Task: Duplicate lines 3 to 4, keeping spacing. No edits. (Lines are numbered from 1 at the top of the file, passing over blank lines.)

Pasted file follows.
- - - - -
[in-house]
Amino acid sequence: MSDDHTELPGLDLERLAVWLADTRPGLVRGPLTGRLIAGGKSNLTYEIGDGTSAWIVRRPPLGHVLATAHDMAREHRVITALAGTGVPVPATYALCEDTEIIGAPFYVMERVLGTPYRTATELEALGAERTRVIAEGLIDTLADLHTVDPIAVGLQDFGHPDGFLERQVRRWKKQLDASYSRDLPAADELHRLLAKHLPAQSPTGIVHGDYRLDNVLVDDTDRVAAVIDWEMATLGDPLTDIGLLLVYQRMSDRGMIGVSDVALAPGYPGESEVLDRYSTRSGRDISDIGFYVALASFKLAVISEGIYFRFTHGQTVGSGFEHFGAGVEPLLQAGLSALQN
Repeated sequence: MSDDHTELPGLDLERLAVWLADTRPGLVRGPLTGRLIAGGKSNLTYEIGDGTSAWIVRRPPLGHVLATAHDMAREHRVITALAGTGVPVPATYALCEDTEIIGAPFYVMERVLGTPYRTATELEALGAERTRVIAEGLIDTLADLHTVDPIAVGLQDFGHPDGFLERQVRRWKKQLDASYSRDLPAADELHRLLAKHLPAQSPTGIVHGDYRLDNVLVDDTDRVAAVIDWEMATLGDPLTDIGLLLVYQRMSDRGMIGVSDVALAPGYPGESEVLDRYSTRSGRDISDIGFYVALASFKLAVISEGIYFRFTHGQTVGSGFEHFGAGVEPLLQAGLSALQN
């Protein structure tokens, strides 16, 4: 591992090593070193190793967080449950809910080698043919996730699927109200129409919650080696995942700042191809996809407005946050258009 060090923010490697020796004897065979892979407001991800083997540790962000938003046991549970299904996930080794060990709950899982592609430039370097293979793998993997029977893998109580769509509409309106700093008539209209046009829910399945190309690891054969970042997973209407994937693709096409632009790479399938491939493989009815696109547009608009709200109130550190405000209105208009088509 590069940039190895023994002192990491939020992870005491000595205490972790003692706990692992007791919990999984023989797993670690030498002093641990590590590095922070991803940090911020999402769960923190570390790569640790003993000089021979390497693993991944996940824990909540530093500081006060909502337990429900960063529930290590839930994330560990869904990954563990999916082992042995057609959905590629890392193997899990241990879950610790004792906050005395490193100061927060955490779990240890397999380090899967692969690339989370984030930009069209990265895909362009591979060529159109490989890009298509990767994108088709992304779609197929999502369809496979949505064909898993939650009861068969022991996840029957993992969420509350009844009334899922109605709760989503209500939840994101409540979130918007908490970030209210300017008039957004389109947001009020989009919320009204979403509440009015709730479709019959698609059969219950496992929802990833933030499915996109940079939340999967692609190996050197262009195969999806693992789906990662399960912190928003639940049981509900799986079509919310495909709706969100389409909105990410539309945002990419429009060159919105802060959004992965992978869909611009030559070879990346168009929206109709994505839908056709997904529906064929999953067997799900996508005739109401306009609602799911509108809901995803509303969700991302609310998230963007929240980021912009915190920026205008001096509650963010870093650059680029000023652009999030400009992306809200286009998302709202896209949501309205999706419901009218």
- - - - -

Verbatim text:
Repeated sequence: MSDDHTELPGLDLERLAVWLADTRPGLVRGPLTGRLIAGGKSNLTYEIGDGTSAWIVRRPPLGHVLATAHDMAREHRVITALAGTGVPVPATYALCEDTEIIGAPFYVMERVLGTPYRTATELEALGAERTRVIAEGLIDTLADLHTVDPIAVGLQDFGHPDGFLERQVRRWKKQLDASYSRDLPAADELHRLLAKHLPAQSPTGIVHGDYRLDNVLVDDTDRVAAVIDWEMATLGDPLTDIGLLLVYQRMSDRGMIGVSDVALAPGYPGESEVLDRYSTRSGRDISDIGFYVALASFKLAVISEGIYFRFTHGQTVGSGFEHFGAGVEPLLQAGLSALQN
């Protein structure tokens, strides 16, 4: 591992090593070193190793967080449950809910080698043919996730699927109200129409919650080696995942700042191809996809407005946050258009 060090923010490697020796004897065979892979407001991800083997540790962000938003046991549970299904996930080794060990709950899982592609430039370097293979793998993997029977893998109580769509509409309106700093008539209209046009829910399945190309690891054969970042997973209407994937693709096409632009790479399938491939493989009815696109547009608009709200109130550190405000209105208009088509 590069940039190895023994002192990491939020992870005491000595205490972790003692706990692992007791919990999984023989797993670690030498002093641990590590590095922070991803940090911020999402769960923190570390790569640790003993000089021979390497693993991944996940824990909540530093500081006060909502337990429900960063529930290590839930994330560990869904990954563990999916082992042995057609959905590629890392193997899990241990879950610790004792906050005395490193100061927060955490779990240890397999380090899967692969690339989370984030930009069209990265895909362009591979060529159109490989890009298509990767994108088709992304779609197929999502369809496979949505064909898993939650009861068969022991996840029957993992969420509350009844009334899922109605709760989503209500939840994101409540979130918007908490970030209210300017008039957004389109947001009020989009919320009204979403509440009015709730479709019959698609059969219950496992929802990833933030499915996109940079939340999967692609190996050197262009195969999806693992789906990662399960912190928003639940049981509900799986079509919310495909709706969100389409909105990410539309945002990419429009060159919105802060959004992965992978869909611009030559070879990346168009929206109709994505839908056709997904529906064929999953067997799900996508005739109401306009609602799911509108809901995803509303969700991302609310998230963007929240980021912009915190920026205008001096509650963010870093650059680029000023652009999030400009992306809200286009998302709202896209949501309205999706419901009218």